Senate filibuster keeps utility regulation reform at bay

For nearly 24 hours, members of the Missouri Senate have filibustered a bill that would change the way utility rates are regulated. (Elizabeth Hoffman/KRCG 13)

For nearly 24 hours, members of the Missouri Senate have filibustered a bill that would change the way utility rates are regulated.

The Senate took up the bill around 7 p.m. Wednesday and worked through the night well into Thursday afternoon, with critics of the legislation holding the floor.

Introduced by Lamar Republican Ed Emery, the bill would allow utility companies to recover their costs for infrastructure improvements quicker. It would also impose a three-percent limit on annual rate increases to consumers.

"As people have watched those rates go up for the last several years, a lot of constituents have said, 'hey, these rates are unpredictable and uncontrollable'," Sen. Mike Kehoe said.

Critics said the measure would result in ever-increasing rates for utility customers. Supporters counter argue it will ensure price predictability, rather than allow periodic surges that could be even larger.

A group of four senators kept the filibuster alive Thursday. As their colleagues drifted away from the floor, they repeatedly asked the chair for quorum calls to summon sleepy senators from their offices.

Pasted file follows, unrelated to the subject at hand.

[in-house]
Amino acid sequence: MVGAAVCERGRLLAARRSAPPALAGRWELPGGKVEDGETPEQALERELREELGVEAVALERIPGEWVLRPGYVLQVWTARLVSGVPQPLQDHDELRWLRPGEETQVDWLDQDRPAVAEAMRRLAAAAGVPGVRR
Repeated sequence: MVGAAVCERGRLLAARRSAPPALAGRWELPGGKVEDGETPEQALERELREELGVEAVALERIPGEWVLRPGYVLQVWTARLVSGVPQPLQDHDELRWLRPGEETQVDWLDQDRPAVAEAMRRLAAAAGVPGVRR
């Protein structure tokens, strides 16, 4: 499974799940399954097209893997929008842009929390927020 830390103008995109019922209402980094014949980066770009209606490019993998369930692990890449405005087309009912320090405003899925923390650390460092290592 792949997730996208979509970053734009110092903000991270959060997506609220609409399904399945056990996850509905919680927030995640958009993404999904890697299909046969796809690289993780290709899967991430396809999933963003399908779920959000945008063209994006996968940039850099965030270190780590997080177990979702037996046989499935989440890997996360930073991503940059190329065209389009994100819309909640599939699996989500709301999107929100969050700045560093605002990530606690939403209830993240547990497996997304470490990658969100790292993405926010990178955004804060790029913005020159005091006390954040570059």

"We've incorporated this bill into the Trump tax that passed in December of 2017, where the utilities would be on an accelerated schedule to give that money that they're saving back to consumers," Sen. Kehoe said.

The bill originally addressed electric rates. Advocates added gas when filibuster participants refused to let the bill move.

Sen. Kehoe said that utility infrastructure is aging, whether it's gas, electric or water.

"The discussion of how many utilities are going to be involved, will this end up being just an electric bill or will we have other utilities involved? That's still up for debate," Sen. Kehoe said.

At a luncheon with out-of-town journalists, Gov. Eric Greitens said he supports Sen. Emery's efforts at utility regulation reform.

"We'll obviously wait to see what the bill looks like before it comes out, before rendering any kind of formal judgment," the governor said. "But I do support regulatory reform. I think it's really important for us to have a competitive economy here in Missouri and I think it's going to lead to more jobs and higher pay."

Lawmakers huddled in small groups throughout the day searching for a compromise that will break the filibuster. As of 4:15 p.m. Thursday, the filibuster was still in effect.

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